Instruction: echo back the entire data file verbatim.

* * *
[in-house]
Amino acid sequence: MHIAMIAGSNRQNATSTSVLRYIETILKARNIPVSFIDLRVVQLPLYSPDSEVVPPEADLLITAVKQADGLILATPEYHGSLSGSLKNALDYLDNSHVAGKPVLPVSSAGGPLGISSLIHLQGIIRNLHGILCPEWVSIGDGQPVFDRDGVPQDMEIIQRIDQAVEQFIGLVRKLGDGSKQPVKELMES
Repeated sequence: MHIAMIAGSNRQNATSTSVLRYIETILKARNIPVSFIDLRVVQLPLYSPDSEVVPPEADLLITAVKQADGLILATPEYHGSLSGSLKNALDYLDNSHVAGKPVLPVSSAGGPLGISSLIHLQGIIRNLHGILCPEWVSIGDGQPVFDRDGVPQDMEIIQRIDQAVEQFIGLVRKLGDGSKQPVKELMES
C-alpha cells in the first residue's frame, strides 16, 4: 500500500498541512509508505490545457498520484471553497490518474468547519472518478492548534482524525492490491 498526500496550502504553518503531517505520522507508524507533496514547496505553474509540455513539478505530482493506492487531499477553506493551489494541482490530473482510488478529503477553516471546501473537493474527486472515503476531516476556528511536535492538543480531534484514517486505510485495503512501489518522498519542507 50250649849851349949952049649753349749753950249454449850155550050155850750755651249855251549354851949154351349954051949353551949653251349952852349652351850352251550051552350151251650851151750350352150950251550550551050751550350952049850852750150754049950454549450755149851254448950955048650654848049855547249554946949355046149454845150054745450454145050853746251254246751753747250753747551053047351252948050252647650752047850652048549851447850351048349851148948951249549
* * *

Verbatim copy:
[in-house]
Amino acid sequence: MHIAMIAGSNRQNATSTSVLRYIETILKARNIPVSFIDLRVVQLPLYSPDSEVVPPEADLLITAVKQADGLILATPEYHGSLSGSLKNALDYLDNSHVAGKPVLPVSSAGGPLGISSLIHLQGIIRNLHGILCPEWVSIGDGQPVFDRDGVPQDMEIIQRIDQAVEQFIGLVRKLGDGSKQPVKELMES
Repeated sequence: MHIAMIAGSNRQNATSTSVLRYIETILKARNIPVSFIDLRVVQLPLYSPDSEVVPPEADLLITAVKQADGLILATPEYHGSLSGSLKNALDYLDNSHVAGKPVLPVSSAGGPLGISSLIHLQGIIRNLHGILCPEWVSIGDGQPVFDRDGVPQDMEIIQRIDQAVEQFIGLVRKLGDGSKQPVKELMES
C-alpha cells in the first residue's frame, strides 16, 4: 500500500498541512509508505490545457498520484471553497490518474468547519472518478492548534482524525492490491 498526500496550502504553518503531517505520522507508524507533496514547496505553474509540455513539478505530482493506492487531499477553506493551489494541482490530473482510488478529503477553516471546501473537493474527486472515503476531516476556528511536535492538543480531534484514517486505510485495503512501489518522498519542507 50250649849851349949952049649753349749753950249454449850155550050155850750755651249855251549354851949154351349954051949353551949653251349952852349652351850352251550051552350151251650851151750350352150950251550550551050751550350952049850852750150754049950454549450755149851254448950955048650654848049855547249554946949355046149454845150054745450454145050853746251254246751753747250753747551053047351252948050252647650752047850652048549851447850351048349851148948951249549